Jailed former newspaper magnate Conrad Black granted bail by federal appeals court, weeks after U.S. Supreme Court kicked his 2007 fraud conviction back to a lower court
July 19, 2010
– Jailed former newspaper magnate Conrad Black was granted bail by a federal appeals court on Monday, weeks after the U.S. Supreme Court kicked his 2007 fraud conviction back to a lower court.
The British baron and three other former executives from the media empire Hollinger International were convicted of swindling the company's shareholders out of $6.1 million.
But last month, the Supreme Court weakened the "honest services" law that was central to Black's fraud conviction. The justices left it up to a lower court to decide whether the conviction should be overturned.
Black, who has served more than two years of a 6 1/2-year sentence at a low-security federal prison in Coleman, Fla., was also convicted of obstruction after jurors saw a video of him carrying boxes of documents out of his offices, loading them into his car and driving off with them. The documents were sought by government investigators.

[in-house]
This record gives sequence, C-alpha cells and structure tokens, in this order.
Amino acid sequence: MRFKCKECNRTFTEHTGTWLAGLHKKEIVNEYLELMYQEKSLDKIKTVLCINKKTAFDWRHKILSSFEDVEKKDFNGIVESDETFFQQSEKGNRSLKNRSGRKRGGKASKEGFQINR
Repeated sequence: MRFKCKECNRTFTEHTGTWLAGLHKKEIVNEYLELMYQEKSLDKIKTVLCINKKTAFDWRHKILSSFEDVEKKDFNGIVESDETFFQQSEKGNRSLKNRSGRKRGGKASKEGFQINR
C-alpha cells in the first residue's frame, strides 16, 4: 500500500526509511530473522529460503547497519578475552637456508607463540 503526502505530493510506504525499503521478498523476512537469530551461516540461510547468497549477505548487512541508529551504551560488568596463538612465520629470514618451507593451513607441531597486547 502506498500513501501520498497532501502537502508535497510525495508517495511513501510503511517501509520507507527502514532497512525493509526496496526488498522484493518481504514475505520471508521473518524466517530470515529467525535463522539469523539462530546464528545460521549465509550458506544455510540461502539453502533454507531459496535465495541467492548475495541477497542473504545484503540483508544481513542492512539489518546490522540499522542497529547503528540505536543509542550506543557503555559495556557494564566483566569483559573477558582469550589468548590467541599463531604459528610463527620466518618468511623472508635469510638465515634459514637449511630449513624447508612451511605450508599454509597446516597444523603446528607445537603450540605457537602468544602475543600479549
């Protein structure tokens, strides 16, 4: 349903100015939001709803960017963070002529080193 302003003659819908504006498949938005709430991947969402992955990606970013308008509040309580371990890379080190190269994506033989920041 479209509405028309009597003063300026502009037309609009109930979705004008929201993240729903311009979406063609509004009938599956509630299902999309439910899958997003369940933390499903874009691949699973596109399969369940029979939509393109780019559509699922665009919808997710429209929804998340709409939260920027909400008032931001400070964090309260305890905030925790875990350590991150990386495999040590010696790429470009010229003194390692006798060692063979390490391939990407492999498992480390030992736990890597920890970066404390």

A call to Black's attorney, Miguel Estrada, was not immediately returned. A federal Bureau of Prisons spokeswoman said Black, 65, remained in prison on Monday and it was unclear when he might be released.
Before the Supreme Court ruling, prosecutors had said Black should remain in prison because the high court's decision wouldn't affect the obstruction of justice count. A spokesman for the U.S. attorney's office in Chicago did not immediately return a phone message on Monday.
Hollinger International once owned the Chicago Sun-Times, The Daily Telegraph of London, The Jerusalem Post and hundreds of community papers in the U.S. and Canada.
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